3. Investing in energy transition
Do banks have an appetite to invest in green energy projects?
Transitioning to clean energy is not cheap. To achieve net zero by 2050, business analysts McKinsey estimate global spending of USD 275 trillion on physical assets. This could represent an enormous opportunity for the clean energy sector, but are banks willing to support investments and, if so, what types of projects are more likely to attract financing?
“Banks are very much willing to finance clean energy projects. And as a matter of fact, we're already doing this, already for years and years by supporting this huge influx of renewable energies. And so wind and solar are currently obviously more the bread and butter of what we're what we're doing actually on a daily basis in the team where I'm working.”
Gido van Graas, ING
Global clean energy transition is a massive undertaking. It will require significant expansion in both public and private sector renewable energy sources, as well as upgrades to national grids and transmission networks. It will also need greater use of carbon capture, utilisation and storage, improved and expanded energy storage (such as batteries) and growth in new technologies for electricity generation including hydrogen and clean manufacturing, such as in green steel.
Gido van Graas is responsible for New Energy Technologies (Hydrogen, CCUS and energy storage) and Energy Project Finance Advisory business globally for ING bank. During the Atradius live event panel discussion, he provided valuable insight into the role and appetite of financing for clean energy transition.
Investing in energy transition
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Appetite for energy transition
Revolutionising the way the entire world generates and uses energy is a massive undertaking. And it is one that is not cheap. Investment in new technologies and infrastructure will cost trillions over the next few decades. While governments will need to take a lead on many of the strategic decisions, the clean energy transition is too big to fund through public finances alone, especially when many public finance reserves have already been dented by the cost of the pandemic. As we move forward, banks and private sources of finance are likely to have an important role.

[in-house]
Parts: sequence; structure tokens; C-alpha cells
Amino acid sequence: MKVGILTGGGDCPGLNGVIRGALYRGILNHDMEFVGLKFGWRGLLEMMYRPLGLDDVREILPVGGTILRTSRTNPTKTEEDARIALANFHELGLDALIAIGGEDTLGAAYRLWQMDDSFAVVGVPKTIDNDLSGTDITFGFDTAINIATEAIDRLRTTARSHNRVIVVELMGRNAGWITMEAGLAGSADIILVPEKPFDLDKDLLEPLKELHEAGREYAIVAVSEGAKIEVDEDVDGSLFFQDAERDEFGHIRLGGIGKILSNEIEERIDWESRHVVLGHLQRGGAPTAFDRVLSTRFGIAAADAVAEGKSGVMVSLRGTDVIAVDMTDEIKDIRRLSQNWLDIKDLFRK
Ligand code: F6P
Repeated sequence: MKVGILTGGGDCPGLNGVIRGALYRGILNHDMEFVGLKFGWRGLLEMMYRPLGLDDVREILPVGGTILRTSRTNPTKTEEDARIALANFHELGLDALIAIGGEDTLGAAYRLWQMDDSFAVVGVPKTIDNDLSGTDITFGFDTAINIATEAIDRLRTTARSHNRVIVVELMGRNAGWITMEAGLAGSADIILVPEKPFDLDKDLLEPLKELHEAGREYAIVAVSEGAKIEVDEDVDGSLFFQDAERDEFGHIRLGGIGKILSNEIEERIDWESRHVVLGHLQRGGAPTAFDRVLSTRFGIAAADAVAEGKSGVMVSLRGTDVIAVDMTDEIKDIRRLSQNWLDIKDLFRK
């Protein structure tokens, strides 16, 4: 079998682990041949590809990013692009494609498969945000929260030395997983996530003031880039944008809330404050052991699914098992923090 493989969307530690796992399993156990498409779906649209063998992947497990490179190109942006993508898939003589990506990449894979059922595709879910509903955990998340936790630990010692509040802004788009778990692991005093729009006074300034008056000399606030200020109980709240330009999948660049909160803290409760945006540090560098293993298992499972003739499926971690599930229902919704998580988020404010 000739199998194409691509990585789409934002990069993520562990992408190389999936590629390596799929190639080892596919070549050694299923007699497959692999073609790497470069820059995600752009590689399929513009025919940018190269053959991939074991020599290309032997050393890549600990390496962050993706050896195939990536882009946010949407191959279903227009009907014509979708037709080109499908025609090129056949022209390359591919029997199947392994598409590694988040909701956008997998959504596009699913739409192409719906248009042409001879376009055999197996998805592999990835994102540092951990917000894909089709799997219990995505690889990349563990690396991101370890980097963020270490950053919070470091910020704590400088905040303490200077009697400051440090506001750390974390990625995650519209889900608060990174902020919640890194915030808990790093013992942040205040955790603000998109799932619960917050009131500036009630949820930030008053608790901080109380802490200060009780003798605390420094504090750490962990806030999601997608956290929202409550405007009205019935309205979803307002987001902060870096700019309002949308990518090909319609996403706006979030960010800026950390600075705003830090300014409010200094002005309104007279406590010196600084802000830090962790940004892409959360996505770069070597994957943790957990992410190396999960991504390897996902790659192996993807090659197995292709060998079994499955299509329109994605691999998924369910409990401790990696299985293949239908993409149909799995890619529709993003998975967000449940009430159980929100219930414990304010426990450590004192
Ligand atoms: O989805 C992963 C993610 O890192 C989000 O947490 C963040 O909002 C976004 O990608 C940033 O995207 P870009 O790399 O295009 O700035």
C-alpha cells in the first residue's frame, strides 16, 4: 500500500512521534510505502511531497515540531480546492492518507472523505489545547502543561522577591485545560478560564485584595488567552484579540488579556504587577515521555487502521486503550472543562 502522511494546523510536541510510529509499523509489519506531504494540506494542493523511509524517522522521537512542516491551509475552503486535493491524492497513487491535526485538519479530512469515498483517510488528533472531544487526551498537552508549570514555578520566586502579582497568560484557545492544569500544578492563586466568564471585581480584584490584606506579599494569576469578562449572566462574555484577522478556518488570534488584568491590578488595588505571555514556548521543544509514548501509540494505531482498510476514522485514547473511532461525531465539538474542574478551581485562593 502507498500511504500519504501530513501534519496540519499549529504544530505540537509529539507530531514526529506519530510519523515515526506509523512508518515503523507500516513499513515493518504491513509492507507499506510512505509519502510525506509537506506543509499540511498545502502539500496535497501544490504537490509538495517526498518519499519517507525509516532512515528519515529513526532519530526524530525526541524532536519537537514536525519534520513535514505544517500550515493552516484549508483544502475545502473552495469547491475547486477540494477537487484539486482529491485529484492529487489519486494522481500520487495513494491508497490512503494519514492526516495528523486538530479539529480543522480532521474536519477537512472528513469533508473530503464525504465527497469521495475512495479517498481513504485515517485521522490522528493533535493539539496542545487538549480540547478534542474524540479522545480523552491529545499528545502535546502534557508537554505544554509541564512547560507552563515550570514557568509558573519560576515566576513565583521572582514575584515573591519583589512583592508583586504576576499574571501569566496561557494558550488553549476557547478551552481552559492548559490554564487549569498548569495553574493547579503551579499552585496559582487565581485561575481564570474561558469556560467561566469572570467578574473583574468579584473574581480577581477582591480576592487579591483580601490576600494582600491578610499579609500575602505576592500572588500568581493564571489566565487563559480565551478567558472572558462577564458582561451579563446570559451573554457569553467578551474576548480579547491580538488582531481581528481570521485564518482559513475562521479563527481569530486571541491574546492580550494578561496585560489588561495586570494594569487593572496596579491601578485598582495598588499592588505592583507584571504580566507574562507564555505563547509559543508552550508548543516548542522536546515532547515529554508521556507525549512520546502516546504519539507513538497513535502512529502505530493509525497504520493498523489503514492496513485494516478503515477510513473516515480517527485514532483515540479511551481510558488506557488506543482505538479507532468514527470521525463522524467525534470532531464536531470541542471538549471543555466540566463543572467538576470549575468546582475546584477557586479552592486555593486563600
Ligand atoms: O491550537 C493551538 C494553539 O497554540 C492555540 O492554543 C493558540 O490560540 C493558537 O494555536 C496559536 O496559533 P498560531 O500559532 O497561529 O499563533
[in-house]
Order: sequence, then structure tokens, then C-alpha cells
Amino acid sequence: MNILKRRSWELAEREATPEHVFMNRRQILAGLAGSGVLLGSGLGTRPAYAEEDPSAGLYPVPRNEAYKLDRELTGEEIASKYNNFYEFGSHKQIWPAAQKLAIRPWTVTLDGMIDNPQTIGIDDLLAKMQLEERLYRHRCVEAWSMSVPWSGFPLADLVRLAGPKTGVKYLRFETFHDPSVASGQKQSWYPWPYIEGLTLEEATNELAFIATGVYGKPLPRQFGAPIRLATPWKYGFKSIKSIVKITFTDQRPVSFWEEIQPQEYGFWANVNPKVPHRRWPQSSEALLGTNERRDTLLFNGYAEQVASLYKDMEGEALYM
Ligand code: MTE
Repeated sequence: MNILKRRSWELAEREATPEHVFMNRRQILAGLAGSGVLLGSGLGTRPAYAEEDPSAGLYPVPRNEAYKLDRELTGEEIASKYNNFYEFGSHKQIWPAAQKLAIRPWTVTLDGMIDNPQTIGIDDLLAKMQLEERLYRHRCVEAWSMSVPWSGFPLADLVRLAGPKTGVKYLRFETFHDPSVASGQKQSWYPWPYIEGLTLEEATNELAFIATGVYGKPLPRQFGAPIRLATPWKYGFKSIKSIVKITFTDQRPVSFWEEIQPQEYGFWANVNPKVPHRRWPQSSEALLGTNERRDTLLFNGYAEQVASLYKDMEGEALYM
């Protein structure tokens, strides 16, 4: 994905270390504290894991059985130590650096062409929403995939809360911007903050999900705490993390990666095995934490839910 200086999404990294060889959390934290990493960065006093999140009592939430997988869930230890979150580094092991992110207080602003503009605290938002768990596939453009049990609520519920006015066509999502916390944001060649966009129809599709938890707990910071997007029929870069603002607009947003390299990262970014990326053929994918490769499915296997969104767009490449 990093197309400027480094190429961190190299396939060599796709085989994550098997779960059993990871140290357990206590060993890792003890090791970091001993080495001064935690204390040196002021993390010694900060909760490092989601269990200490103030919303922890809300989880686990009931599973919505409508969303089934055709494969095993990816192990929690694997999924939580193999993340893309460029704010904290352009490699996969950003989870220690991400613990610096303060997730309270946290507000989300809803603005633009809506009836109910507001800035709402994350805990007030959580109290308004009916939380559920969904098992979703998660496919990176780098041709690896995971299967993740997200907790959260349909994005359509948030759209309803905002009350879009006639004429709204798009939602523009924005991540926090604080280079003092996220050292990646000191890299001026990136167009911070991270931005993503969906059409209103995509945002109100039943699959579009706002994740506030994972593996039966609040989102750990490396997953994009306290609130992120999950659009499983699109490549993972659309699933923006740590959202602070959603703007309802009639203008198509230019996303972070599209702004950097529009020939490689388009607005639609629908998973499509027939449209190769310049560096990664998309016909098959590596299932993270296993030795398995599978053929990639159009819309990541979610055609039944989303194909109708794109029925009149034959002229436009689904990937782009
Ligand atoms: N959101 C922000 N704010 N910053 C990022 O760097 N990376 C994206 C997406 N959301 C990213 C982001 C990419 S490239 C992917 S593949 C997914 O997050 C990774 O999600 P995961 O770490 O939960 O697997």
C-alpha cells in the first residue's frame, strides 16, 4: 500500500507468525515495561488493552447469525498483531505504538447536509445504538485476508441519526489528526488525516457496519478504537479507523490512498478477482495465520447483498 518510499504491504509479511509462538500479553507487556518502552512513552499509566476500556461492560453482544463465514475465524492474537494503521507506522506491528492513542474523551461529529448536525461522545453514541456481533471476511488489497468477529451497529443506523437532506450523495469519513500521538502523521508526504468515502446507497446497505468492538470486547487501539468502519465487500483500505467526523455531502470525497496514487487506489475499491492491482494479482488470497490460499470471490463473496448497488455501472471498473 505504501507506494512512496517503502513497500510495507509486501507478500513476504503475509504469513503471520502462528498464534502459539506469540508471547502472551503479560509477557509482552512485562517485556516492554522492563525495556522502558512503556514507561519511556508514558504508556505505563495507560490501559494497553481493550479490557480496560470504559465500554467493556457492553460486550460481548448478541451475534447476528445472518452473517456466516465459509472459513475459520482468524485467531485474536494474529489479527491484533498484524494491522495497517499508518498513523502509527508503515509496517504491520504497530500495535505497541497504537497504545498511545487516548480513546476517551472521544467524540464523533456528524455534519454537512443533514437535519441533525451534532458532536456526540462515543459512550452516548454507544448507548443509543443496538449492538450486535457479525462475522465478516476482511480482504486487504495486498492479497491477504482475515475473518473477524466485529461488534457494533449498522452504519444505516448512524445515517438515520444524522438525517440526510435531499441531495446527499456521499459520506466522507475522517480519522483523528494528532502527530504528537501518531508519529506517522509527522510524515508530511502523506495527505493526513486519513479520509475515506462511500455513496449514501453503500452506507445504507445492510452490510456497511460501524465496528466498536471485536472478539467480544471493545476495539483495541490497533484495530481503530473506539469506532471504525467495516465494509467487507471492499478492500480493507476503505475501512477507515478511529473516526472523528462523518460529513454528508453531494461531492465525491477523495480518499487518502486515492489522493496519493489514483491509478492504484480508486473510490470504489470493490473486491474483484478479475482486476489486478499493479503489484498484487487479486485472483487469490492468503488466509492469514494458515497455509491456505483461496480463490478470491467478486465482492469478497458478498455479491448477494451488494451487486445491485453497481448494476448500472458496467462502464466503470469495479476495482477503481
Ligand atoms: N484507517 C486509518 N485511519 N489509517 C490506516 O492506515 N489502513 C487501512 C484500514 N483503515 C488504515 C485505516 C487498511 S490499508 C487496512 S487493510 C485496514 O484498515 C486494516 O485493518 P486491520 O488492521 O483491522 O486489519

According to the International Energy Agency’s World Energy Outlook 2022, the world has not been investing enough in energy in recent years. This has left the energy system more vulnerable to shocks, such as that seen in the energy crisis this year. The Agency’s suggestion for a smooth and secure clean energy transition centres around significant increases in clean energy investment flows.
As the Head of ING’s Energy Project Advisory Team Gido van Graas is well placed to provide insight into the appetite of banks to fund clean energy transition projects. His outlook is upbeat. During the panel discussion he said, “there is sufficient liquidity out there to really support the energy transition”, and he pointed to carbon capture and electric vehicle projects that are already coming to life.
However, he also stressed the importance of collaboration. Recognising global clean energy transition is too big for any one party to tackle alone he said: “I think close cooperation between financing parties, not only banks, but also ECAs, insurers, multilaterals obviously energy clients, but also governments. I think that collaboration is absolutely key to further bolster and expedite the energy community.”
“We see that there are huge investments required to support the energy transition. I believe that the liquidity is there to support that.”
Gido van Graas, ING
“Besides renewable energy, which will be a large driver of the energy transition, we should focus … on supporting our clients on the hydrogen side, the energy storage side.”
Gido van Graas, ING
Beyond the power of the sun and the wind
Clean energy transition is much bigger than just looking at renewable energy (power generated by wind and solar sources). It is unlikely that renewables alone would be enough to provide all of the clean energy that the world will need. What’s more, energy sources that are weather dependent can be unreliable and tricky to export. Solar power cannot be generated at night and will have less productivity on cloudy days. Wind turbines will not turn if the wind does not blow.